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Trade Wind

3.97  ·  Rating details ·  2,829 ratings  ·  156 reviews
The year is 1859 and Hero Hollis, beautiful and headstrong niece of the American consul, arrives in Zanzibar. It is an earthly paradise; it is also the last outpost of the Slave Trade. A passionate opponent of slavery, Hero is swept into a turmoil of royal intrigue, abduction, piracy, smuggling, and a virulent cholera epidemic. There in Zanzibar, the most cruelly beautiful ...more
Hardcover, 553 pages
Published January 1st 1981 by St. Martin's Press (first published 1963)
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Gildacrow I've read her books. They are representative of the time period. I did not find them unsympathetic to the peoples of the countries. They certainly did…moreI've read her books. They are representative of the time period. I did not find them unsympathetic to the peoples of the countries. They certainly didn't elicit from me any sympathy for the British rulers. They were enlightening and entertaining. Colonialism is still a problem today. See Puerto Rico. Novels are a good way to educate people painlessly and stir interest. Many people know nothing about India or Madagascar. The novels are not meant to be serious history but they do give one some idea of how things were.(less)

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Tadiana ✩Night Owl☽
The island of Zanzibar, off the eastern coast of Africa. The late 1850s.

Hero Hollis, an orphaned young American woman with a large fortune, an overabundance of self-confidence and a determination to rid the world of all its evils, sails to Zanzibar to join her relatives for an extended stay. This is the heyday of the slave trade in Africa, and Zanzibar is at the center of the slave trade. Hero is washed overboard in a storm and, luckily, is picked up by Captain Rory Frost, whose ship smuggles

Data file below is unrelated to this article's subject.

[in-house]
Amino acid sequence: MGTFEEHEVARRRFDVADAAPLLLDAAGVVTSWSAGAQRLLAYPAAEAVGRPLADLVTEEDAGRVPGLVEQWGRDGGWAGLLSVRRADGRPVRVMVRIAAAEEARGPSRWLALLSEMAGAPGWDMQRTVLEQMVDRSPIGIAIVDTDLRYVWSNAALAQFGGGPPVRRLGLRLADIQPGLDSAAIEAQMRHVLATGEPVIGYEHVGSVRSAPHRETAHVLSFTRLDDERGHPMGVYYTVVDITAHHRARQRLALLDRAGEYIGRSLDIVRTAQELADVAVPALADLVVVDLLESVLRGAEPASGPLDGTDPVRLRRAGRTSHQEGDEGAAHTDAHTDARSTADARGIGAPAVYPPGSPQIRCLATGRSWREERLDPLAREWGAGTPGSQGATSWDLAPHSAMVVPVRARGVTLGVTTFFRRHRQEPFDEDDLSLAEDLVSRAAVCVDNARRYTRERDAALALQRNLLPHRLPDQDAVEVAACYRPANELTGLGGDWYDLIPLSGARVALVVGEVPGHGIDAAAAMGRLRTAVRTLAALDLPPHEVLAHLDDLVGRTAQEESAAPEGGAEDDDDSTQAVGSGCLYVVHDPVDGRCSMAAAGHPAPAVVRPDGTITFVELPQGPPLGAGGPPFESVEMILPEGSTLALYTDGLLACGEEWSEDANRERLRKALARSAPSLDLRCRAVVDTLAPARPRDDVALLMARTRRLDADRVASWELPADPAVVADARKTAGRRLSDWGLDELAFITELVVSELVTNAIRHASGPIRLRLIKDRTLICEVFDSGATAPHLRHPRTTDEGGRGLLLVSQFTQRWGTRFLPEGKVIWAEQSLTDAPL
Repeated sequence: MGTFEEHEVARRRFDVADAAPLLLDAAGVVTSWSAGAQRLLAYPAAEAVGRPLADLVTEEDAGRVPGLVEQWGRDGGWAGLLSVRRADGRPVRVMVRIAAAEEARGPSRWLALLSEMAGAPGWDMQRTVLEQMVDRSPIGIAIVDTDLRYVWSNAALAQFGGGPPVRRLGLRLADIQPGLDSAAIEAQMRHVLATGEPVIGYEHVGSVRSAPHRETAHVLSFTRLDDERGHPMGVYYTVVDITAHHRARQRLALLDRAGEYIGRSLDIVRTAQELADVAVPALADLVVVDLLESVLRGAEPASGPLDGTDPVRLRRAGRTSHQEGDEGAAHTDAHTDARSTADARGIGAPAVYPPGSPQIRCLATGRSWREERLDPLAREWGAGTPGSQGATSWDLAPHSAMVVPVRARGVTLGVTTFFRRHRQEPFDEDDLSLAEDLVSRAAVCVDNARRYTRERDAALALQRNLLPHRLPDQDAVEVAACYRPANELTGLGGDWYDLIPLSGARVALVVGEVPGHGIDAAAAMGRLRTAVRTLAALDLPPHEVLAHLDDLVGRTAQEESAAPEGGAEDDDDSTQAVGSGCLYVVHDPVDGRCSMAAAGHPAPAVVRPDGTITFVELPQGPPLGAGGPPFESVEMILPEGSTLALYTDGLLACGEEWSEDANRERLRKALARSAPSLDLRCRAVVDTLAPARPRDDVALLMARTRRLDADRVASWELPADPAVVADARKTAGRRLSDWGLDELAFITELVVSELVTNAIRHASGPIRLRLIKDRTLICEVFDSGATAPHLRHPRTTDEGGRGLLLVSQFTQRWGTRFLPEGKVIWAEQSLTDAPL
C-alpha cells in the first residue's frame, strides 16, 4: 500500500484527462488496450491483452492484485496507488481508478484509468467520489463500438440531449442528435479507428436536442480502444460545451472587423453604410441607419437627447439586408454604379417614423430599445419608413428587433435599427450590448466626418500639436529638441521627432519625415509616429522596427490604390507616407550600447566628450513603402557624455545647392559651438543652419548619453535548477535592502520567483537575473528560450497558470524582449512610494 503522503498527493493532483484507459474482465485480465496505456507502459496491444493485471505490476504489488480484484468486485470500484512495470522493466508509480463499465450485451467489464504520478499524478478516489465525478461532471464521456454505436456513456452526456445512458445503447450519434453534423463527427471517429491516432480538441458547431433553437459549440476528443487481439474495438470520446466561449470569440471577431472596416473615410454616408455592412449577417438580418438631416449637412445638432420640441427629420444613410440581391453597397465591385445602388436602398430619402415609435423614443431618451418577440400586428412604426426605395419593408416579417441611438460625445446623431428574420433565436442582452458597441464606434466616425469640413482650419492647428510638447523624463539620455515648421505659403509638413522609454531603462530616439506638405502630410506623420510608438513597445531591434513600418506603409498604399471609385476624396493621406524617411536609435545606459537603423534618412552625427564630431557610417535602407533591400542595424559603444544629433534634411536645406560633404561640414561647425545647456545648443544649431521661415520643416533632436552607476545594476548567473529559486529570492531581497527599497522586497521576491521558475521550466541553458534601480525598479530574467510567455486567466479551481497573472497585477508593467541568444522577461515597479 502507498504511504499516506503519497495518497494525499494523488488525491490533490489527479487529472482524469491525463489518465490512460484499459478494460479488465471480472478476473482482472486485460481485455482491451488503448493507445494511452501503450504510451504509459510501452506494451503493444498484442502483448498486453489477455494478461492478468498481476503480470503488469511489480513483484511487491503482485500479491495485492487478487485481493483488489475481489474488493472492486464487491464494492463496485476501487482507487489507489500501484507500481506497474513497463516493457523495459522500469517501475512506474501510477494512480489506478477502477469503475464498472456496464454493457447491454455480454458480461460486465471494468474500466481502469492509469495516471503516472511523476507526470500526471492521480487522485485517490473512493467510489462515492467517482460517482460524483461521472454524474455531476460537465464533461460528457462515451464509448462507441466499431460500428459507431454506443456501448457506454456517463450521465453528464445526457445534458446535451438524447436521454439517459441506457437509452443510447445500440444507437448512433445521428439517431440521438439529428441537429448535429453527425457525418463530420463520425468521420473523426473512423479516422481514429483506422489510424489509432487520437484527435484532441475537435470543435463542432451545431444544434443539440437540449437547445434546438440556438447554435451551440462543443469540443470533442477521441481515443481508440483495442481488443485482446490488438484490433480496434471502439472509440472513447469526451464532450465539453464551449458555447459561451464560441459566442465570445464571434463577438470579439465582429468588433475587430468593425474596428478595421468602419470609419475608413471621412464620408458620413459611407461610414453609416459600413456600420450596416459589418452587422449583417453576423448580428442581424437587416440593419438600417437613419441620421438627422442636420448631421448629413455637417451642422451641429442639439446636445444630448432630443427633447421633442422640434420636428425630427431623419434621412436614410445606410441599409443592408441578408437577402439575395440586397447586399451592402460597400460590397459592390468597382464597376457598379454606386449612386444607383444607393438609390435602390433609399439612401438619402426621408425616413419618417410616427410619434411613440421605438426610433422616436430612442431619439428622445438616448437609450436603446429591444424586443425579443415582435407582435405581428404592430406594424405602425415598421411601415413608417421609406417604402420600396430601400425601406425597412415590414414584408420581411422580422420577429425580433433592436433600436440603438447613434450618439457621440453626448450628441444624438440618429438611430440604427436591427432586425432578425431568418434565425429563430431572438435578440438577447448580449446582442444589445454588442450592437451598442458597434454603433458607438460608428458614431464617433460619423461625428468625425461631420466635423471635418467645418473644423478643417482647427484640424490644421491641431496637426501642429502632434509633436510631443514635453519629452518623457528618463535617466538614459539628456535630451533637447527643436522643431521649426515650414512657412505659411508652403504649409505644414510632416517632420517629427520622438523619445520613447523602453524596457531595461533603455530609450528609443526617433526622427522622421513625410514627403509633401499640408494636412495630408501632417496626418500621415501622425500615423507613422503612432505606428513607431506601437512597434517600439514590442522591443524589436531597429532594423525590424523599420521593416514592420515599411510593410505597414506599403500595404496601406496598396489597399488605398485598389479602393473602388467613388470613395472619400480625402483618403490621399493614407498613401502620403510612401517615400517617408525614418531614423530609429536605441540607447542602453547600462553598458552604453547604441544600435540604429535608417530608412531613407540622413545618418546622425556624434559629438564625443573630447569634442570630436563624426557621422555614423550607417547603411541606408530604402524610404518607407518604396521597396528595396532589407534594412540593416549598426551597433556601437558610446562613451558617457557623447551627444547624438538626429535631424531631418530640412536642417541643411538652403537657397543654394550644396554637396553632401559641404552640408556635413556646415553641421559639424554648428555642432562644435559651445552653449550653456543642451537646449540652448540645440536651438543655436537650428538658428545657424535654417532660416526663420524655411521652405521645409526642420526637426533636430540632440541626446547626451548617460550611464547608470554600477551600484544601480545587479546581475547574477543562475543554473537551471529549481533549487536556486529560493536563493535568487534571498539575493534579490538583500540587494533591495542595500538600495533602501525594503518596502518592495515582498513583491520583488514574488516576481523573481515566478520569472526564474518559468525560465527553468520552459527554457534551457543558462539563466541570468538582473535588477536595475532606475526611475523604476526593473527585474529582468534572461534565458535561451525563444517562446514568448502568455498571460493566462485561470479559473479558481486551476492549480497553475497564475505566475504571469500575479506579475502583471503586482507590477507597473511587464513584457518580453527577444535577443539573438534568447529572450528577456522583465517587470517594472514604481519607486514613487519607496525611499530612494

Trade Wind is, bar none, my favorite book...period.

I first read it when I was 16 years old, and now I'm 53. Even after 15+ readings (I've lost count), I still love it. I always hesitate to recommend it to friends, because it's almost like my baby--I don't want people to think it's ugly.

It combines beautiful writing with in-depth factual information about the history and island of Zanzibar of the mid-1800's. The plot is well maintained throughout the book. Kaye's writing is both lyrical and stro
Algernon (Darth Anyan)

A journey of ten thousand leagues has to start somewhere, and in this historical epic it starts in the kitchen of a grand mansion from Boston, in or around the middle of the nineteen century, prior to the american Civil War. A small girl with a ridiculously ponderous name, Hero Athena Hollis, has her palm read by an old Irish crone named Biddy jason:

She spoke in a hoarse, low sing-song, barely above a whisper: "There's sun in your hand, and wind and salt water. And rain ... warm rain and an isl
“There’s sun in your hand, and wind and salt water. And rain…warm rain and an island full of black men…”